As most of the sectors are taking advantages of the technology evolved since 1980, financial sector has also transformed immensely.

The Bombay Stock Exchange (BSE), dating back to 1875, started as a broker’s forum under a tree on Dalal Street, and is Asia’s oldest stock exchange. For over a century, registered brokers have made trades happen.

The National Stock Exchange (NSE) came up in 1994 to provide screen-based electronic trading. It gave fibre-optic access to brokers in other cities who could join the trading in the centralized exchange located in Mumbai.

Dematerialization of shares started in the late 1990s and online trading began at the turn of the millennium where investors could buy and sell shares through electronic brokers such as ICICI Direct and Sharekhan.

As more and more elements of the stock market get digitized, it increases its potential to attract a new generation of investors.

Online financial services company Zerodha brought “discount broking” to India in 2010, applying a flat fee of ₹20 on a trade whatever its size. This attracted young investors who could do a trade in less commission. Now, we have all the marketing and trading apps on our phones and we can easily make trades.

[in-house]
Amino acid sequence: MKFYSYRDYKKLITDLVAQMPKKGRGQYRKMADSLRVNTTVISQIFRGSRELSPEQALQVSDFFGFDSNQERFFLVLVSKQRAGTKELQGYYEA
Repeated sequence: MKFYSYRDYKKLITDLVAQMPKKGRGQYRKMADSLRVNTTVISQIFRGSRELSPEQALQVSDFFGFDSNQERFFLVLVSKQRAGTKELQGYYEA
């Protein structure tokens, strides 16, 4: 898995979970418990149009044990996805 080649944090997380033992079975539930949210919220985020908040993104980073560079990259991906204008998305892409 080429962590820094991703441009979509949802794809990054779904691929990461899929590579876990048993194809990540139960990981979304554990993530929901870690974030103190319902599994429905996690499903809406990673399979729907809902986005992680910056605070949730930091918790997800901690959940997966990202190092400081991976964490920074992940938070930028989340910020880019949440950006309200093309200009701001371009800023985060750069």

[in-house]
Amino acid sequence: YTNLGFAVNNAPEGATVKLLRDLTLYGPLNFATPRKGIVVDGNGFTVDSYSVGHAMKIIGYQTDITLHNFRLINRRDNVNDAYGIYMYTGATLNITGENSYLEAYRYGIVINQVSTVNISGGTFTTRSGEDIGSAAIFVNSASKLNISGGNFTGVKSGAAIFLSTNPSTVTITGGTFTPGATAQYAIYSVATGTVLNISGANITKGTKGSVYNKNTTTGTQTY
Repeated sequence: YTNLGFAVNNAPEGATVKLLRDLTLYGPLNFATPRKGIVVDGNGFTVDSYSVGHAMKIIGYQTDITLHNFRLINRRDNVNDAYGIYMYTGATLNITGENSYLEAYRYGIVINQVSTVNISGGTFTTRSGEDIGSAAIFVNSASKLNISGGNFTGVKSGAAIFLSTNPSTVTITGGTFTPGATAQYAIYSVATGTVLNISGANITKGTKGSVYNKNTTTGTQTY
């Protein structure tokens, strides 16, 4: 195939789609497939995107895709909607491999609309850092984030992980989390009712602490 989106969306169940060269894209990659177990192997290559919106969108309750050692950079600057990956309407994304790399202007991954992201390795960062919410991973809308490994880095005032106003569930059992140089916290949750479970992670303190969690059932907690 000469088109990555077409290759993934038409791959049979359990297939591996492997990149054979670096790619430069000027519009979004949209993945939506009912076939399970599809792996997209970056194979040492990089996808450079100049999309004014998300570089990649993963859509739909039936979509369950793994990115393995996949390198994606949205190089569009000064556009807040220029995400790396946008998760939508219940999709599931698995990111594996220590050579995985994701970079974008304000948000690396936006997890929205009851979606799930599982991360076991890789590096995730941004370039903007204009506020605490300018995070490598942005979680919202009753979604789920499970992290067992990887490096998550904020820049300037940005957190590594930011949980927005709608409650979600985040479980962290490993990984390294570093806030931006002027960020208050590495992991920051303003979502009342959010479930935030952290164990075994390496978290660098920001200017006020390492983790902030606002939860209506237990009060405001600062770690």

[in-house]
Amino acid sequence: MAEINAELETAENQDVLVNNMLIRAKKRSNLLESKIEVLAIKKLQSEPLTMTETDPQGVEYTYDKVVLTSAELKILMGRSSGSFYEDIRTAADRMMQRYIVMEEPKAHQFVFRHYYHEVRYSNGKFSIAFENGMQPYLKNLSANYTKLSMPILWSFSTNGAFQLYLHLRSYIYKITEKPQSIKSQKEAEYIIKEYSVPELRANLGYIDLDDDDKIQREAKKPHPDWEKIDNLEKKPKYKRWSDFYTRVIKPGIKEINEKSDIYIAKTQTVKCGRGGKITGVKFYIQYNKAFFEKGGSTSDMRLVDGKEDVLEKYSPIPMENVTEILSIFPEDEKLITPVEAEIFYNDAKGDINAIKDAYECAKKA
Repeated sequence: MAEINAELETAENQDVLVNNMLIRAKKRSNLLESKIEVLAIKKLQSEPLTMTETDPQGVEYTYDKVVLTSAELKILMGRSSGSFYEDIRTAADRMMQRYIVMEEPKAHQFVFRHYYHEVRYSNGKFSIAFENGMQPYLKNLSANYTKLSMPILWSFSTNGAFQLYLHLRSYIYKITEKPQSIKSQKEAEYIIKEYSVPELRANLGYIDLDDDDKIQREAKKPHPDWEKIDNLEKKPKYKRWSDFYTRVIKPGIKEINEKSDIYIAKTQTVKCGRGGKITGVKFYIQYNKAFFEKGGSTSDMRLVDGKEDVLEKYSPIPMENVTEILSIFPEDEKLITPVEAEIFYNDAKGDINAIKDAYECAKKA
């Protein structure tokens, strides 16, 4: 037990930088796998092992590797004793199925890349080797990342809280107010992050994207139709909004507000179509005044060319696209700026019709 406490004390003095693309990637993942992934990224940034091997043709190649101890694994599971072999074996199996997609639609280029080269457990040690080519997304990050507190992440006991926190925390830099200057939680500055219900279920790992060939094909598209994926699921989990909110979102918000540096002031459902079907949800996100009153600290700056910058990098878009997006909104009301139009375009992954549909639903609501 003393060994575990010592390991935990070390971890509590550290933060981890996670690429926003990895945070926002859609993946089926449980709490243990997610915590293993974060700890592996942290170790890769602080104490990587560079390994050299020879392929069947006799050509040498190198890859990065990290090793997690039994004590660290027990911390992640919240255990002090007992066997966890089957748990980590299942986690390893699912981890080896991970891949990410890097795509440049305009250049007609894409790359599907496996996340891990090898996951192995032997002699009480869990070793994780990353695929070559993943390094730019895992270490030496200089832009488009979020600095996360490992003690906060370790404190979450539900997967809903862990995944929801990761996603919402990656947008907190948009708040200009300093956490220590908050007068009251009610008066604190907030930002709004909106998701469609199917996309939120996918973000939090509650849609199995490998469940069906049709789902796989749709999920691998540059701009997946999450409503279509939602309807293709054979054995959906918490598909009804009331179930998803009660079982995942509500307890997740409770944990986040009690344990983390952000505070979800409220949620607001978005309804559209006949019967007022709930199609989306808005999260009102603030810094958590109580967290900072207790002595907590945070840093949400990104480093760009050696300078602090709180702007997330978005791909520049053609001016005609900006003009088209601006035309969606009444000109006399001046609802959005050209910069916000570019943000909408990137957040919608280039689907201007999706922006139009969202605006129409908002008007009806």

The insurance sector has eliminates the role of broker and now anyone can buy insurance through mobile phones. Some such apps are HDFC ERGO insurance, Insure, Caringly Yours, etc.

Trade has always been shaped by technology but the rapid development of digital technologies in recent times has the potential to transform international trade profoundly in the years to come.

From the moment we wake up to check how the markets performed overnight until the time we go back to bed before doing another check of how the market is set to open on the other side of the globe, technology now plays a critical role in everything we do and the way we do things.

For the financial markets, the coming of advanced technology has been the key factor behind the transformation in the way things are done. Technology is also at the core of how companies operate and maintain their competitive edge in this vicious environment.

While forex trading and trading in general used to be the domain of institutional and corporate players, today even retail and private investors consider forex an essential component of their overall portfolio. And this is no doubt due to the ease of access and price transparency offered on the electronic platform.

Nowadays, providers need to have the latest technology all the time. They need to add new and build more features to their platform to attract and retain clients.

Traders are now able to monitor their trades from anywhere as long as there is an internet connection. This gives traders more freedom, mobility and flexibility.

The trading in global markets has thus become easy and convenient like never before.